Friday, January 30, 2009

Honda Insight specs underwhelming

The Seattle Times ran a
piece today comparing the 2010 Honda Insight hybrid to the Toyota Prius. I've been following the Insight for a while, but hadn't seen the specs before today. The official specs are now available here.

It's tough to make a full comparison yet because Honda has not yet announced its price point for the Insight, and Toyota has not released the specs or price for the 2010 Prius. It seems likely though that the 2010 Prius will get better gas mileage, and that Honda will have to price significantly lower to compete.

The EPA combined mileage for the Insight is 41 MPG, compared to 45 for the 2009 Prius. One reason for the difference may be that the electric motor of the Insight is rated at only 13 HP, compared to 67 HP for the 2009 Prius. That seems underpowered, barely a hybrid at all. On the other hand, the Times article says the Insight will run on the electric motor up to 30 MPH. I doubt that it could get up the hills around Seattle without kicking in the gas engine.

Clearly Honda is trying to carve out space between the full-featured Prius and the smaller gasoline cars like the Toyota Yaris or Honda Fit. The price will determine if they can pull that off.

Thursday, January 22, 2009

NASA struts stuff at inauguration

NASA showed off some new prototypes in front of President Obama at the inauguration parade, including the new Lunar Electric Rover vehicle, and new spacesuits for lunar exploration. Check out the BBC video here. Look Mom, no parallel parking!

NASA has a rover interactive feature and photos. Very cool stuff. I especially love the walk-in space suits.

Friday, January 16, 2009

Hidden history

For most of my life I have wanted to write a novel. I have started many times, doing research, writing notes, even maps. Yet I have never gotten close to finishing a book. There are many reasons for this, but one reason is that my interests have changed a lot over the years.

One subject that continues to draw my interest is ancient history. I have often wondered how our modern world might have evolved differently if small changes were made in the history of the distant past. I am not interested so much in the history of kings, emperors, or battles, as in the struggle of intelligent and good people trying to cope and create lives of meaning in a sometimes insane world.

Writing alternate history seems like a difficult project, almost as difficult as building a complete fantasy world or science fiction future. I'm not sure I have the energy to start that kind of a project at my age with a full time job and a family. It also misses the deeper point of what I would like my writing to say to the world. I don't want to write about what could have been, but about what has been going on all the time but overlooked, what could be called “hidden history” or “subhistory”.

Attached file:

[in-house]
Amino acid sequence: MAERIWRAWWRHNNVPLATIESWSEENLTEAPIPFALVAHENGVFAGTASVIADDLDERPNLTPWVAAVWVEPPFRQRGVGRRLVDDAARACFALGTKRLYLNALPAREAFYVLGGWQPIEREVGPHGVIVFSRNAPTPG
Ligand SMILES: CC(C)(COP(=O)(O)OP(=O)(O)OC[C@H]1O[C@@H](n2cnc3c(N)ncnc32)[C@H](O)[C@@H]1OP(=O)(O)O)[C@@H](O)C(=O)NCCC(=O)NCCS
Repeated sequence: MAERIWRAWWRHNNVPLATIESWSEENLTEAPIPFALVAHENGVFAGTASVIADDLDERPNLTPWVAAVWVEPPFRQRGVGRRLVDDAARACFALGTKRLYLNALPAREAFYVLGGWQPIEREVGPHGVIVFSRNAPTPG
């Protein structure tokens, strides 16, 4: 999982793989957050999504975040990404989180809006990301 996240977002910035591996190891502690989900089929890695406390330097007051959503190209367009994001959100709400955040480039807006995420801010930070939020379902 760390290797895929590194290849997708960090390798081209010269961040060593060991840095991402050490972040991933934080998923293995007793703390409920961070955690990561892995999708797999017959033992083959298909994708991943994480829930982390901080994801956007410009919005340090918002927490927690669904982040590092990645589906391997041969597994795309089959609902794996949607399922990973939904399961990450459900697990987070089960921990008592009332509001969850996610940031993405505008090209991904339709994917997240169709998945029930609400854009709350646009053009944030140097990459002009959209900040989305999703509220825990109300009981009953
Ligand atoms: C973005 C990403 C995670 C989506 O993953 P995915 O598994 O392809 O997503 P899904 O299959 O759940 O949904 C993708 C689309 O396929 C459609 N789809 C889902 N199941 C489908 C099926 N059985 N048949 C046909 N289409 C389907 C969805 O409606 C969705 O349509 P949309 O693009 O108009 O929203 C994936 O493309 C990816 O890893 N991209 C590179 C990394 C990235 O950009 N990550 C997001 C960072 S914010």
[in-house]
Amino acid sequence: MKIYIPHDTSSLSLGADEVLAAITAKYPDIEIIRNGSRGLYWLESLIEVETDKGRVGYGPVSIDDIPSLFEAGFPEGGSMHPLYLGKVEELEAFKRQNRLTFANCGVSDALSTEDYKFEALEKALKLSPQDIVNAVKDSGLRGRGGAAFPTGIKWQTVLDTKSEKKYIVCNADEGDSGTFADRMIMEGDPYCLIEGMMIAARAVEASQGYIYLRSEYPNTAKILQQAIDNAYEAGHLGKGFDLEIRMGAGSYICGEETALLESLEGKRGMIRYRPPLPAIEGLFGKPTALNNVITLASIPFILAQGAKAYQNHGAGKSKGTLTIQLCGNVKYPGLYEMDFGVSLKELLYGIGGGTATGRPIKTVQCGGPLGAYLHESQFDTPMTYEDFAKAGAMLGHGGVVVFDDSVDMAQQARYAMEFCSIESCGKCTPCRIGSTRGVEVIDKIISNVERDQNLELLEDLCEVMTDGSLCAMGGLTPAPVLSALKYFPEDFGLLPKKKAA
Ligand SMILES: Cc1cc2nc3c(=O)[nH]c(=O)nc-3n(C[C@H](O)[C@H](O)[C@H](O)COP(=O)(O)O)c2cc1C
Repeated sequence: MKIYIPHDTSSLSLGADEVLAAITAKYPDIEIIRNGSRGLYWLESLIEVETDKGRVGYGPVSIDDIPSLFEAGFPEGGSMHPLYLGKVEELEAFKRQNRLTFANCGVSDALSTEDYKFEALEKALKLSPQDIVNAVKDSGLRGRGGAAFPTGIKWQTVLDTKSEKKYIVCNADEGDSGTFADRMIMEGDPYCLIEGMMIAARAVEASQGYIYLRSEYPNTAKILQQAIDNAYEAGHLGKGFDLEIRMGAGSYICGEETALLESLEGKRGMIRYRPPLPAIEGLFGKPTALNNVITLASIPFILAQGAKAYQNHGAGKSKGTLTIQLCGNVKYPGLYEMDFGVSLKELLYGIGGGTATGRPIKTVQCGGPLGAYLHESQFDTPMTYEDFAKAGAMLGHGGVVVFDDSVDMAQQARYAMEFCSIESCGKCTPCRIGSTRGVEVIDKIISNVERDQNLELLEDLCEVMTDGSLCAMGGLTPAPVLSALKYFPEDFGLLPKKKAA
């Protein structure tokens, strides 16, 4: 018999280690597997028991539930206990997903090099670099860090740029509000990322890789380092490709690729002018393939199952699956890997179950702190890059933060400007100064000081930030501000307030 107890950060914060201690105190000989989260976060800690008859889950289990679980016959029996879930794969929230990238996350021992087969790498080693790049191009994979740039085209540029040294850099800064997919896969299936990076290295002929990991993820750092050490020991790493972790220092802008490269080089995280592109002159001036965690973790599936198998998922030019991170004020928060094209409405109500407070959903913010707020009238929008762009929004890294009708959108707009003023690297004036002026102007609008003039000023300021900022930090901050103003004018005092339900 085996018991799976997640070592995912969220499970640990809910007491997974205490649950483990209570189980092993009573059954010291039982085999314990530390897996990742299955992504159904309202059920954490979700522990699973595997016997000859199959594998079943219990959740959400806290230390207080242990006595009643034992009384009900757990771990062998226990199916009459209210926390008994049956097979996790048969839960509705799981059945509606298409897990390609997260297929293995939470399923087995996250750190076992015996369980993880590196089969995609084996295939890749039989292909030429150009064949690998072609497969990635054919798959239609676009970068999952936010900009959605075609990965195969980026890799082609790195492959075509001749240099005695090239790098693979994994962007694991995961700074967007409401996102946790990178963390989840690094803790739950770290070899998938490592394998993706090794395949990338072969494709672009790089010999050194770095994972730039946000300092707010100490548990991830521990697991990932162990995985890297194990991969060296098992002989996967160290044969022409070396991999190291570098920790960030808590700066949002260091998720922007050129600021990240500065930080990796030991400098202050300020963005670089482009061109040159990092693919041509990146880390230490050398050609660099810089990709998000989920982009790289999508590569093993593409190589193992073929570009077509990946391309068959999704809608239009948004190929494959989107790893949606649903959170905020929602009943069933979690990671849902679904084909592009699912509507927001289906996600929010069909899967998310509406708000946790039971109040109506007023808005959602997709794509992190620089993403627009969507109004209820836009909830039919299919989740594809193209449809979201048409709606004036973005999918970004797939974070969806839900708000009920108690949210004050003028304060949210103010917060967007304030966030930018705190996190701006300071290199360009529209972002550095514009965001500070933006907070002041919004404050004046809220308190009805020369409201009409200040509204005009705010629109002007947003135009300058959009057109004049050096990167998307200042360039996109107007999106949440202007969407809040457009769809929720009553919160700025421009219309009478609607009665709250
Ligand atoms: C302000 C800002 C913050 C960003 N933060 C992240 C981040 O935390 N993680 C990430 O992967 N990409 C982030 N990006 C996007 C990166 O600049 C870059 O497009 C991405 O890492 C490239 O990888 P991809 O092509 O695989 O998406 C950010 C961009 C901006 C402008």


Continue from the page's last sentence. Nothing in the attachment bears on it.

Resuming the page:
By “subhistory” what I mean is simply anything people could have done in historical times which is not supported by written records or physical artifacts but also not ruled out by them. That includes most of the history of ordinary people as well as of cultures without written records or before written records. It could also include cultures whose histories were destroyed or distorted by their enemies.

That brings me to the subject of my novel. Carthage was a city-state in north Africa near modern Tunis, which at its height was home to more than a half million residents. The Carthaginians are best known for their wars with the early Roman Republic, and for their general Hannibal Barca who marched his army with elephants over the Alps in 218 B.C. to invade Italy, dealing the Romans a series of crushing defeats but ultimately losing the war. Many questions remain, because the Romans sacked Carthage in 146 B.C., killing most of the inhabitants. Most of the Carthaginian records were lost, and the remaining histories were written by their enemies.

The Carthaginians were great mariners who controlled access to the Straits of Gibraltar and had a monopoly on the Atlantic sea trade. They are believed to have sent expeditions as far north as Britain to trade for tin and as far south as Senegal to trade for gold. I wonder if some of them survived the sack of Carthage, perhaps making it to some of the lands they know about from their trading expeditions to get well out of reach of the Roman armies. There is no evidence to support such an idea, but one thing we do know about the Carthaginians is that they were very good at keeping secrets.

The premise of my novel is that a small group of Carthaginians escape and establish a community in secret on one of the islands known to them in the Atlantic. How they survive in difficult conditions, learn to get along with their neighbors, and keep their culture and history alive for a time is what this story is about. Nothing to rewrite the history books, but hopefully an exciting and enjoyable read that will feed interest in history, and most importantly feed my need to write about this ancient culture that has fascinated me for years.